OECD Praises Israel’s Value-added Tax Regime

Report comes days after Netanyahu suggests changing the system by exempting basic food.

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Reducing VAT on food is a slippery slope.
Reducing VAT on food is a slippery slope.Credit: Ofer Vaknin
Meirav Arlosoroff

The Organization for Economic Cooperation and Development, the Paris-based club of the world’s richest countries, on Wednesday praised the existing value-added tax collection system in Israel because it imposes the levy so uniformly.

The organization said that even though Israel’s 18% VAT rate is relatively low – the average for OECD members in 19% – the system for collecting it is far more efficient than in other member countries, which have variable rates and products and services that are exempted.

The report came days after Prime Minister Benjamin Netanyahu proposed eliminating VAT on basic food items, a move he said would help low-income families. If approved, however, it would broaden exemptions, which today are granted only on fresh produce and sales made in the southern resort town of Eilat.

Moreover, the OECD said that lower VAT rates do not always benefit the poor, urging governments instead to consider means-tested and other direct benefits to boost income equality. The report came after a separate OECD study this week said that rising income inequality was hurting economic growth.

The OECD found that reduced VAT rates on certain goods and services disproportionately benefit the rich when the impact is measured as a proportion of household spending rather than the often used benchmark of household income.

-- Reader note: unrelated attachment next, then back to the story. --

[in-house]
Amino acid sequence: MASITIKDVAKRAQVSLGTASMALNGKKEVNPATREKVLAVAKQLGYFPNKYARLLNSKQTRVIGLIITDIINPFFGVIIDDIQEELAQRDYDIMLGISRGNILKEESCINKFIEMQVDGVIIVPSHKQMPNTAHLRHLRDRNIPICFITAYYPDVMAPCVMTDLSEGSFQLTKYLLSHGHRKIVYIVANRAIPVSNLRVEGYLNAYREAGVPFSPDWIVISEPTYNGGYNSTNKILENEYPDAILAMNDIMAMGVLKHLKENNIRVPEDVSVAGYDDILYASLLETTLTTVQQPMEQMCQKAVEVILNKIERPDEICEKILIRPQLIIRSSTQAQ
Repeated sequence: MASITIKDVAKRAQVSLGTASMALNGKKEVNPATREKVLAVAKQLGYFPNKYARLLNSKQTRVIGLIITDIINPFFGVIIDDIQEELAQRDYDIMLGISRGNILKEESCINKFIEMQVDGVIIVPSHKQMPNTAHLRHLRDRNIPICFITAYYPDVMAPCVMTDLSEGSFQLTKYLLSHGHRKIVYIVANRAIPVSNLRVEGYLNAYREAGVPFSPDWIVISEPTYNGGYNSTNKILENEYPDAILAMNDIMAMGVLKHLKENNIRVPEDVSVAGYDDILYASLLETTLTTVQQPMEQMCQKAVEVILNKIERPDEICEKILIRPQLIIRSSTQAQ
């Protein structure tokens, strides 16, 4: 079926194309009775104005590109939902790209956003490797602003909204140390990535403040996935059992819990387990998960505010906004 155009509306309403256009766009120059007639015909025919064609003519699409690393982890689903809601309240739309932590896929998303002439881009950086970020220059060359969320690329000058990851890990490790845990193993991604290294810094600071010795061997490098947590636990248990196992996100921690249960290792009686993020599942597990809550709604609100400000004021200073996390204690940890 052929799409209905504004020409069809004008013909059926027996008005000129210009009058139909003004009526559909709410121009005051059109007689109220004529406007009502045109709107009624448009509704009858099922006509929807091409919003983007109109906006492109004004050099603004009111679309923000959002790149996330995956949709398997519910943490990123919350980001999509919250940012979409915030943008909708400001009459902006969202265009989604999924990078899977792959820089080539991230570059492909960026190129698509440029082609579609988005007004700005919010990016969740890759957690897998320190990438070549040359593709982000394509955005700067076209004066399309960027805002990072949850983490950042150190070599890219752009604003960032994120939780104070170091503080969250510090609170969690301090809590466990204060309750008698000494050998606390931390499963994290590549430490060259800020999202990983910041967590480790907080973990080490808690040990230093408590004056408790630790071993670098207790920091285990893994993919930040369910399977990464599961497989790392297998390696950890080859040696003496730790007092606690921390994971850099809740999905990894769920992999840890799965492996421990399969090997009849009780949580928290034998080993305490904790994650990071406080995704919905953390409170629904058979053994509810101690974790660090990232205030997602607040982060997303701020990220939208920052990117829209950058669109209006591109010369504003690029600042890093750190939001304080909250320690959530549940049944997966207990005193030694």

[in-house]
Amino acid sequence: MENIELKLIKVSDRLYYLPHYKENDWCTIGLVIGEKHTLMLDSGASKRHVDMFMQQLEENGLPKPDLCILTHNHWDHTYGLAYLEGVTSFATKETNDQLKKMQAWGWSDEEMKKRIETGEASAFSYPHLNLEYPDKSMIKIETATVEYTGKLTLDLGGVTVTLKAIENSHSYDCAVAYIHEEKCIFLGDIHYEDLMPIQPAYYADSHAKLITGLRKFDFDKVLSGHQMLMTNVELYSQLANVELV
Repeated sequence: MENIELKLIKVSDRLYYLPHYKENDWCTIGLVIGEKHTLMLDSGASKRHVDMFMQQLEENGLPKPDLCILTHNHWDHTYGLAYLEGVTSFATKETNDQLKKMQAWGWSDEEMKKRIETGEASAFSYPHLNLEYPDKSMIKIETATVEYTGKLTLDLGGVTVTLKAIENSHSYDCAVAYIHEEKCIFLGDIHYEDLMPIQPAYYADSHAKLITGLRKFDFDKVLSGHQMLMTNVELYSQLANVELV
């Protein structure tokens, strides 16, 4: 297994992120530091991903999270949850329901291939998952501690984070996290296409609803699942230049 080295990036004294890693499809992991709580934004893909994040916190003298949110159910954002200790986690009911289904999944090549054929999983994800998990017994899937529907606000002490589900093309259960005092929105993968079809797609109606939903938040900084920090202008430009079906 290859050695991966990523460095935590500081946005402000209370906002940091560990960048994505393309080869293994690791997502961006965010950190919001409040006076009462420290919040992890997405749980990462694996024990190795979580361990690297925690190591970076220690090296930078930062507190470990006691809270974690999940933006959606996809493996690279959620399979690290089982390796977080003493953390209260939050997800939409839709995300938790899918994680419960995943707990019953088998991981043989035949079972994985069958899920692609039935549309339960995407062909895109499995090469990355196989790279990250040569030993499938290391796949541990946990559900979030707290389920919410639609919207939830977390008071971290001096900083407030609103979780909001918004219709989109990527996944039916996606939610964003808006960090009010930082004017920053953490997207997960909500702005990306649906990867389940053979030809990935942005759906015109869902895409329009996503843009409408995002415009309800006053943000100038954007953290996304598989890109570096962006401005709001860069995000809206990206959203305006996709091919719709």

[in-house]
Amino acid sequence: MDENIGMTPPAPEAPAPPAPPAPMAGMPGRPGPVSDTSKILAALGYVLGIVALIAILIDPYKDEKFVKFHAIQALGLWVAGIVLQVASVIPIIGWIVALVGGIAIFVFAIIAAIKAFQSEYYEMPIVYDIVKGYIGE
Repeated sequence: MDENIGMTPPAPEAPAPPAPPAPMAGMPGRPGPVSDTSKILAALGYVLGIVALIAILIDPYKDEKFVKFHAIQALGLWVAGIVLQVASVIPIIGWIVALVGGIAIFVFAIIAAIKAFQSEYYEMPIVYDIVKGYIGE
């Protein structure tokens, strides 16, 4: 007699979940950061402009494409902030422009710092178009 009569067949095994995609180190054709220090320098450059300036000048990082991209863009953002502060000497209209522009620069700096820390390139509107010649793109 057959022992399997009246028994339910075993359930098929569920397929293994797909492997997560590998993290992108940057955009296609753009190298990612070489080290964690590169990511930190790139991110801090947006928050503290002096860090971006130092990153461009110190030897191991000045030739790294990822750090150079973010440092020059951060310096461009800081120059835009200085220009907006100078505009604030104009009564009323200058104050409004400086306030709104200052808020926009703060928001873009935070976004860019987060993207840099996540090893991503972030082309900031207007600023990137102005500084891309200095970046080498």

“Many governments have sought to protect the poor by giving reduced rates,” said David Bradbury, head of the Tax Policy and Statistics Division at the OECD’s tax center. “But through reduced rates in this area, you are delivering a cash hand-out to the wealthiest.”

Separately, the OECD estimated the average tax burden in its member countries rose to 34.1% of GDP in 2013, up 0.4% on the year. About half the gain came from rising revenue from personal and corporate income tax.

In Israel, the OECD said, the tax burden is far below the average for member countries. The Israeli burden was 30.5% of GDP last year, putting it in the bottom third, but it rose 0.9 point from 2012, more than double the OECD average rise.

The reason, said the report, is that Israel’s direct taxes, mainly income and property tax, is very low. That is due to a long-standing policy of helping the middle class by setting low tax rates and wide tax brackets. Also, social security payments to the National Insurance Institute are low by OECD standards.

By comparison, capital gains taxes are high, as are indirect taxes, like VAT.

The average OECD tax burden in 2013 was slightly lower than at its peak in 2000 of 34.3%, the report said. It declined in 2001-2004, turned upward in the next three years and then started coming down with the onset of the global economic crisis in 2008. Israel’s tax burden also peaked in 2000 at 35.6%, and thus has fallen more sharply than the OECD average.

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